We used data from one pollination/flower-visitation network and two seed-dispersal/frugivory networks [2,11]. Flower visitors and frugivores were defined as pollinators and seed dispersers, respectively. The networks included all observed species and their interactions within the study areas. Number of missing links was reduced by (i) extending sampling time to a full season and (ii) using both a phyto-centric and a zoo-centric approach to monitor links, i.e. flower-/fruit-visit data and data on pollen on the body surface of flower visitors and seeds in faeces of frugivores, respectively (; the ‘smoking gun’ method sensu ). As in any biodiversity monitoring, accounting for sampling effects when monitoring interactions has long been recognized as a fundamental aspect , and this two-sided approach was recommended by Blüthgen ; also see [22,25] to reduce effects of observation bias.
(i) Pollination network
The study site was a 0.5 × 0.5 km area of heathland, river banks and snow beds near the Zackenberg Research Station, northeast Greenland. An area of that size was needed to cover most of the different habitats, including late-melting snow beds. The study period included a full season from June to August 1996 (i.e. from when the last snow melted and till the first snow fell ). The study was repeated in 1997. In general, we suggest that constraints are studied within ‘the lifespan of a network’. Every new season should be one study entity, because constraints are not just site-specific but also time-specific. This is easy to do at high latitudes where the season is distinct, but difficult or even impossible at lower latitudes.
(ii) Seed-dispersal networks
The first study site, Hato Ratón (HR), in the lowlands near Seville (southwest Spain), was tall scrubland of sclerophylous shrubs and treelets (32 m a.s.l.) extending over 130 ha [2,26]. In our construction of the seed-dispersal networks, we had to pool the data over several years. The study period at HR lasted from December 1980 to March 1983. The second site, Nava de las Correhuelas (NC), Sierra de Cazorla, Jaén (southeast Spain), was montane pine forest and rocky slopes with deciduous species . The study period lasted from April 1988 to March 2004.
(b) Link monitoring
(i) Pollination network
We used two kinds of link ‘currency’: a visit link was recorded whenever a pollinator species was observed to visit the flowers of a plant species, and a pollen link was recorded if pollen grains of a plant species were found on the body surface of a pollinator species. An increase in the use of one of the currencies is expected to reduce the effect of the use of the other. However, using two kinds of currency may be a methodological shortcut to detect more missing links with less effort. Observations of pollinator visitation were made at all flowering plant species (24 or fewer simultaneously flowering species) on all sunny and calm days from 09.00 to 17.00 h. Each daily observation census at a plant species lasted 20 min at each of two individuals. Thus, observation time per plant species was independent of plant species abundance (but not of phenophase length) and our sampling-accumulation analysis showed that links were sampled sufficiently (electronic supplementary material, S2). Whenever possible, flower-visiting insects were caught and stored individually in 70 per cent alcohol for later examination of their body-surface pollen load. In total, 1245 individuals (or 21 per cent of all visitors) were sampled, including representatives of all species. Since pollen grains may stay on the body of an insect for days, pollen gives more robust, cumulative link evidence and also detects interactions between rare species . Consequently, we may find pollen from a plant species on an insect species on a day when their phenophases do not overlap. Our dataset had a few examples of that. Insects may also collect pollen from individual plants still in flower, but growing outside the study area. The same argument runs for the dispersal networks. Analysis of body-surface pollen load followed a protocol from Olesen & Warncke . Pollen data are not corrected for variation in species abundance.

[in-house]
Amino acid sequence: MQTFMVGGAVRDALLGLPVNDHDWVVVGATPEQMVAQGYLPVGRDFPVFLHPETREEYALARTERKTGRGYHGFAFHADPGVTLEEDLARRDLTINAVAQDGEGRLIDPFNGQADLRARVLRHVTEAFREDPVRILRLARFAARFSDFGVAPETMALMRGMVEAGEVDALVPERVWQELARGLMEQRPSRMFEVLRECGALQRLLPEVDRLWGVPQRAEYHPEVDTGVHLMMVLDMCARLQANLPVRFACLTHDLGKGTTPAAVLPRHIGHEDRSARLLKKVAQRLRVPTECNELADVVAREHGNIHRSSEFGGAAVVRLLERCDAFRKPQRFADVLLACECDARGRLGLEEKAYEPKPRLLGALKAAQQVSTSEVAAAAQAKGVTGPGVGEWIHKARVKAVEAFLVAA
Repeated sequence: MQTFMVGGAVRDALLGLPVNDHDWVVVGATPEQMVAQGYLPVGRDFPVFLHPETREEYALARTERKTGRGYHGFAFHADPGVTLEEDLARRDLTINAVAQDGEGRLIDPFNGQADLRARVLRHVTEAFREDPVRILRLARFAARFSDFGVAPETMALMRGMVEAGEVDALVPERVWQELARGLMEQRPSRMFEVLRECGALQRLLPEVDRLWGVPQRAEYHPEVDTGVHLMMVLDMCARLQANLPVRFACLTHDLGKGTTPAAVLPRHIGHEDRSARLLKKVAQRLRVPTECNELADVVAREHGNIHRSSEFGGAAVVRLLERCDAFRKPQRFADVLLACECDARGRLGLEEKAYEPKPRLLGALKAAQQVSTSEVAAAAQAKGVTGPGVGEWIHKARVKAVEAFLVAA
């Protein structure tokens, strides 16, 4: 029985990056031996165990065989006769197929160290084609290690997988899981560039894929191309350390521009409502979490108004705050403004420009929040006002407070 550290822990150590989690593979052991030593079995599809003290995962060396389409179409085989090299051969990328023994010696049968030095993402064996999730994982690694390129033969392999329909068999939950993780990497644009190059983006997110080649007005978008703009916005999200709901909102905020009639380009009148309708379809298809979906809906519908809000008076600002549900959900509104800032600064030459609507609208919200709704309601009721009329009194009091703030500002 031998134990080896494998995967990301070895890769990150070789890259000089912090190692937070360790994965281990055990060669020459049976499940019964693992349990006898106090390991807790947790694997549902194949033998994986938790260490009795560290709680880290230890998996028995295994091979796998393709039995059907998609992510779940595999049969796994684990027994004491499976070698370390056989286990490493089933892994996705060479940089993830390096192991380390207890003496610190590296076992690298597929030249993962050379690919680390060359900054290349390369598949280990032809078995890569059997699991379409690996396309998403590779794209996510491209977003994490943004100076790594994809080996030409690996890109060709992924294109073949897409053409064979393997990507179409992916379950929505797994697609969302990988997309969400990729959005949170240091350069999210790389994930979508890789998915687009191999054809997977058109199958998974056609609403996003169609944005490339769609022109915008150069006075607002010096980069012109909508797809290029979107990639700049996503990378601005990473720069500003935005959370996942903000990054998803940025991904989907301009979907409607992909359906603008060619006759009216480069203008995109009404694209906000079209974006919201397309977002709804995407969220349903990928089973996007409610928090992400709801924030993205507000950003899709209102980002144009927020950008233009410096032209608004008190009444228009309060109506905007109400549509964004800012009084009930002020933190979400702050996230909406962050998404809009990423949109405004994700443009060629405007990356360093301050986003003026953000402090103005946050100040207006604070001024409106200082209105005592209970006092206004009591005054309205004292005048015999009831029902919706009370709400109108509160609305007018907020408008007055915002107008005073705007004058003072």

(ii) Seed-dispersal networks
Here, we only used one link currency at each study site. At NC, we used focal plant observations (data on handling fruit, seeds or remains of pulp; 8378 feeding records; 50–100 h of observation per plant species; i.e. a phyto-centric approach), and at HR we used analysis of frugivore diets (faeces from birds captured in mist nets; 3504 samples; i.e. a zoo-centric approach). This latter approach does not correct for variation in species abundance. A visit link was recorded during transect censuses throughout the study area at NC, whenever a frugivore species was observed to visit a plant species and pick a fruit. Observation time spent per species varied . Fruit-pulp remains links were recorded from faecal samples obtained from mist-netted birds or directly sampled in the field at HR. Faeces were stored dry and later examined for seed and fruit-exocarp tissue, which has characteristic cell shapes, etc. This procedure made it possible to identify these plant parts to species . Relying only on identification of seeds tends to severely underestimate number of species consumed, since seeds, compared with exocarps, typically have a shorter gut retention time and/or are more quickly regurgitated. Finally, this was complemented with field sampling of faeces of carnivorous mammals and bird species rarely captured in mist nets, e.g. Cyanopica cyanus, Sturnus unicolor and S. vulgaris. In our analysis of linkage constraints, we also used foraging and morphological data about birds and fruit extracted from [2,29].
(c) Recording of phenophases
(i) Pollination network